In brief

In brief

  • Latest survey from Accenture and Tech:NYC reveals that New York City companies remain bullish on tech hiring as the city takes steps towards recovery.
  • The research is based on responses from 300 C-suite executives in companies with at least US$1 billion in revenue.
  • Majority of respondents are confident they can find the tech talent they need within NYC talent pool – but possible brain drain becomes a concern.
  • Nearly one third of respondent say not finding the right tech talent will disable their ability to innovate.


According to a new survey from Accenture and Tech:NYC, 58 percent of C-suite participants report their organization is planning to increase the number of tech hires in 2021 as much as 20 percent above 2020. While most business leaders are confident their company will be able to secure the tech skill needed from the talent pool in New York City this year, respondents have indicated the city is losing tech talent to other markets, with the top ones being Boston, Los Angeles, Dallas-Fort Worth and Austin.

To compound the importance of finding skilled tech talent, the survey – based on the responses of 300 C-suite executives based in New York City with at least US$1 billion or more in revenue – found that almost a third of respondents say the inability to hire the right people will affect their ability to innovate at the same pace. In order to meet the tech capability needs over the next year, 62 percent of respondents plan to hire new talent, 52 percent plan to reskill their current workforce, and 42 percent plan to recruit gig-economy or contract workers.

"Now more than ever, companies in New York City must prioritize innovation to – and the only way that will be possible is hiring the right tech talent and technological advancements."

— Lynn McMahon, Office Managing Director – New York Metro

83%

New York City executives report they are confident or very confident their company will be able to secure tech skill needed from the talent pool in NYC this year.

62%

New York City executives expect to hire new talent to meet their technology resource needs over the next year.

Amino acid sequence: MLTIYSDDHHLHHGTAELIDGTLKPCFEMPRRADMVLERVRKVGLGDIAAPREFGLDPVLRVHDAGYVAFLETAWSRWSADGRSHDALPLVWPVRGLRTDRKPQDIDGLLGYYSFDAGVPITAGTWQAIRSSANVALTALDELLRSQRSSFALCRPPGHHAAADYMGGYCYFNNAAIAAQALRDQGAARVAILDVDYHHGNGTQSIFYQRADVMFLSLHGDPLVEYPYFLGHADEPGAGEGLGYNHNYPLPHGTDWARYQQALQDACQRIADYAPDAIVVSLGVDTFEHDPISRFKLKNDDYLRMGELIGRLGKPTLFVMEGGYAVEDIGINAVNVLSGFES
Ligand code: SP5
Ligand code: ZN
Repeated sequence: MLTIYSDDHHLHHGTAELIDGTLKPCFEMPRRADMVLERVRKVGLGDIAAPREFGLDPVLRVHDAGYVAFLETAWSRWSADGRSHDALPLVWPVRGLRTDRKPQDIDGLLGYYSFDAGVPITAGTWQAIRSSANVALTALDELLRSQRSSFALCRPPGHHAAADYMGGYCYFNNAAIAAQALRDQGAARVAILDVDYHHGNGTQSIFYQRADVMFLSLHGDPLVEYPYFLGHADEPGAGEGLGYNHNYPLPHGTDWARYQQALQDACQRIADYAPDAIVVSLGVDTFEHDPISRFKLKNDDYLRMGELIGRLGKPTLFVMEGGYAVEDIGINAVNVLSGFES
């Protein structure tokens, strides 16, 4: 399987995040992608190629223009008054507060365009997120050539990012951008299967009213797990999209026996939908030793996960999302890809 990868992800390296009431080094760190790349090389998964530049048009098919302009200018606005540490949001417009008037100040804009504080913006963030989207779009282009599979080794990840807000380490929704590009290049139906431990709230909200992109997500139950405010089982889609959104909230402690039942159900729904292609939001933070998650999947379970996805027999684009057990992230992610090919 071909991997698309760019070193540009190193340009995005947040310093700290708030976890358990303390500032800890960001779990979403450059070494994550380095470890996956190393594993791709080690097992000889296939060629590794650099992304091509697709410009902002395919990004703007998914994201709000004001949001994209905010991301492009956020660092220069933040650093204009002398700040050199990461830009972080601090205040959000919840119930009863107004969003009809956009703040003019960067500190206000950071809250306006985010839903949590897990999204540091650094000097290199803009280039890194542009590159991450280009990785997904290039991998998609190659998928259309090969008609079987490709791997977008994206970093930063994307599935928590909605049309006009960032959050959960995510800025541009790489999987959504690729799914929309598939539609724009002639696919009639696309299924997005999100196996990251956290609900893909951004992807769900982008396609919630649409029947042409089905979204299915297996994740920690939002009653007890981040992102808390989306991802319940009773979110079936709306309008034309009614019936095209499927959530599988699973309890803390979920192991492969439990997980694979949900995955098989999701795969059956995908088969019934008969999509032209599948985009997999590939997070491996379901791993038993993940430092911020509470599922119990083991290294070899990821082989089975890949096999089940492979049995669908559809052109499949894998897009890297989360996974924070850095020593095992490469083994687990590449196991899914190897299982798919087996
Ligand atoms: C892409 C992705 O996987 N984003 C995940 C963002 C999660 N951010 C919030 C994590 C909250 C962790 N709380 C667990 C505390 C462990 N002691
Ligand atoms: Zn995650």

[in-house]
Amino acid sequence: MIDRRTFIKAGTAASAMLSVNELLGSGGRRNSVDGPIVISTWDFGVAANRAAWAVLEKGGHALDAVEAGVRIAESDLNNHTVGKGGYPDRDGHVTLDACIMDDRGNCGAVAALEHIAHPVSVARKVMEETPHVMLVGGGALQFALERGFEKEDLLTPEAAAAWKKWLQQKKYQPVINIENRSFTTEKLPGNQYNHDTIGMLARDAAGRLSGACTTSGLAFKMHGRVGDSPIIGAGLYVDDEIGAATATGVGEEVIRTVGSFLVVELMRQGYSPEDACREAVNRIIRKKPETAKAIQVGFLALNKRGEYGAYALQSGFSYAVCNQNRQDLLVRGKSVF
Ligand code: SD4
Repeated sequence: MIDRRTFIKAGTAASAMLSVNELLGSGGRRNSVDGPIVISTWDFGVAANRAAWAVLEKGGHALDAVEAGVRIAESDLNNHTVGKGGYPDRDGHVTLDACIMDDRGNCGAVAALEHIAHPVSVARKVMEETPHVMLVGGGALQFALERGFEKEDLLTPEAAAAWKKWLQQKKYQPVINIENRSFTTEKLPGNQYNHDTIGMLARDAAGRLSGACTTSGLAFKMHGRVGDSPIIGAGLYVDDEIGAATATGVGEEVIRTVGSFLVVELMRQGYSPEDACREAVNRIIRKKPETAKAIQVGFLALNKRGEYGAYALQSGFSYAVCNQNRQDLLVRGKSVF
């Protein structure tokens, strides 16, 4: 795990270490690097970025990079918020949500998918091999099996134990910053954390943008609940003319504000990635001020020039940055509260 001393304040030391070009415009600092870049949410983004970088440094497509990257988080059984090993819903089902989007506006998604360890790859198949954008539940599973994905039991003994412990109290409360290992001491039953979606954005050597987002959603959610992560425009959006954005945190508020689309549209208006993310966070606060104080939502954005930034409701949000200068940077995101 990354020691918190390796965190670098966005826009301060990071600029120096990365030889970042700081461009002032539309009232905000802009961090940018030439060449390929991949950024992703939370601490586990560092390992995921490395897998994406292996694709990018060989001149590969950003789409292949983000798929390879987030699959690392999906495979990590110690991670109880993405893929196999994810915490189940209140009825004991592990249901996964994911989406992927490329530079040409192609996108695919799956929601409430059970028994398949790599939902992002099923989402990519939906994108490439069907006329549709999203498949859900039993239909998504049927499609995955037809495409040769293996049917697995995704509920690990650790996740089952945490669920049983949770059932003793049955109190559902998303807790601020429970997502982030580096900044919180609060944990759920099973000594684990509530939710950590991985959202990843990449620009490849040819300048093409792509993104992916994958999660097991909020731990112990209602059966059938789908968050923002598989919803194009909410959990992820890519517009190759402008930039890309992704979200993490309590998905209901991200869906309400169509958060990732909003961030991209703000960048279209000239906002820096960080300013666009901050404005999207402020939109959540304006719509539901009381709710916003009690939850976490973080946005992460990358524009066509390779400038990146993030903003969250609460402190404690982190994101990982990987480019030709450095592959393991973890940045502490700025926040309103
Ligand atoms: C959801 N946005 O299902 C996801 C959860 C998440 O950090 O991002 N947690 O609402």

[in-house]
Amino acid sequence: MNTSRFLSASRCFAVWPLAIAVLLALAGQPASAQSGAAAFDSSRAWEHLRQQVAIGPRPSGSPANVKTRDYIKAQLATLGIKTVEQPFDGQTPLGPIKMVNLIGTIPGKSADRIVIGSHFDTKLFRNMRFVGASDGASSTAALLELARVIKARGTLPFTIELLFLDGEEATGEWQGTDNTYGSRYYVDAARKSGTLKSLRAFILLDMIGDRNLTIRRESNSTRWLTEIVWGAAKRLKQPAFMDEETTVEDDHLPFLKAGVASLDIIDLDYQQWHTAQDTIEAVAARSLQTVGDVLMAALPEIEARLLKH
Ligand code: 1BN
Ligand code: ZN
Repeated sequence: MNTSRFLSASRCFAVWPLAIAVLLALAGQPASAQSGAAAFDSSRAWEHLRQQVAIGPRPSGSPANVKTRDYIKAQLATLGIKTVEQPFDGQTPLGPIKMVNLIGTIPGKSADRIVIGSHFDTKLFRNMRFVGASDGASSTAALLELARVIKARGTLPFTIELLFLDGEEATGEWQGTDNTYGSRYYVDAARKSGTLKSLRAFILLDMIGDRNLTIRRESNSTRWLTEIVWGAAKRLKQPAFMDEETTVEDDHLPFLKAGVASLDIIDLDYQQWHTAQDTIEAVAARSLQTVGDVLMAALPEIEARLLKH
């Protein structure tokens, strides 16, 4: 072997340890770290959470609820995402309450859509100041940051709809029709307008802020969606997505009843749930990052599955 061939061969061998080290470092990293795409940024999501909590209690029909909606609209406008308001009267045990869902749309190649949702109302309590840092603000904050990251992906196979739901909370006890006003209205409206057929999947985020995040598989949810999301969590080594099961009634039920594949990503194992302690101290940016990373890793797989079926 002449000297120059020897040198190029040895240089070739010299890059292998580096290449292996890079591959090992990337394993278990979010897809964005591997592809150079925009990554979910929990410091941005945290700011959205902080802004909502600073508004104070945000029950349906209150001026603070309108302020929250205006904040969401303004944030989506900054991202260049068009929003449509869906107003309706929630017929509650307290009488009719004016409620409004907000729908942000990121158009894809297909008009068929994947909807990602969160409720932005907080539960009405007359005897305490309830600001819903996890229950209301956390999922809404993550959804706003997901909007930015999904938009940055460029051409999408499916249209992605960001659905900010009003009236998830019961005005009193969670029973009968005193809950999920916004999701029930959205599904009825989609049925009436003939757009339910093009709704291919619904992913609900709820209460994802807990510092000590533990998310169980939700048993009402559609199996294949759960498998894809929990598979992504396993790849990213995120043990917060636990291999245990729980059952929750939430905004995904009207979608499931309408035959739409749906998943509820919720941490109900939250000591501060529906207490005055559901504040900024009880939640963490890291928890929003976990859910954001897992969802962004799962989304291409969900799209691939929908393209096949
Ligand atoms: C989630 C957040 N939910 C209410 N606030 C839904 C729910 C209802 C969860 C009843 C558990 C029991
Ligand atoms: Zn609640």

According to the survey, the top three technical areas that companies are looking to hire for in New York City are cybersecurity, Artificial Intelligence, and cloud expertise. However, a majority of respondents report that they expect to face difficulty hiring employees with Artificial Intelligence, cybersecurity and quantum computing expertise. On a positive note, most business leaders are confident that hiring within the city can help diversify their workforce compared to hiring from other cities.

"NYC’s diversity is a key reason tech companies choose to locate here, and it’s encouraging that so many survey respondents say hiring here will diversify their workforce. Now we must ensure underrepresented communities have access to the training they need to land these jobs."

— Julie Samuels, Executive Director – Tech:NYC

84%

Respondents are confident or very confident that hiring within NYC can help diversify their workforce compared to hiring from other cities.

77%

Respondents report their company is targeting workforce development programs for tech talent needs.

To help retain tech talent in New York City – the respondents identified three major steps that can be taken:

  • Affordable housing: 52 percent of respondents indicate that New York City must provide more affordable housing
  • Healthy workplace: 46 percent of respondents report that creating safer and healthier work environments for employees is crucial
  • Inclusion and diversity: 44 percent of respondents believe companies must increase efforts around inclusion and diversity within the workplace

Remote work pre-COVID-19 versus today

Prior to the COVID-19 pandemic, only 28 percent of local respondents report that their company allowed most of the employees to work remotely, and 12 percent of respondents state that their office allowed all employees to work remotely. In this current situation,13 percent of respondents indicate that their companies are allowing all employees to work remotely.

Even in a post-pandemic world, the remote work model seems to be here for good. Currently, 42 percent of respondents report that more than half of all their employees are working remotely. Additionally, nearly half of all respondents believe a remote workforce is sustainable for the long-term, and they expect their company will have a hybrid model when offices open safely—with a quarter of employees working from home.

Lynn McMahon

Office Managing Director for New York Metro

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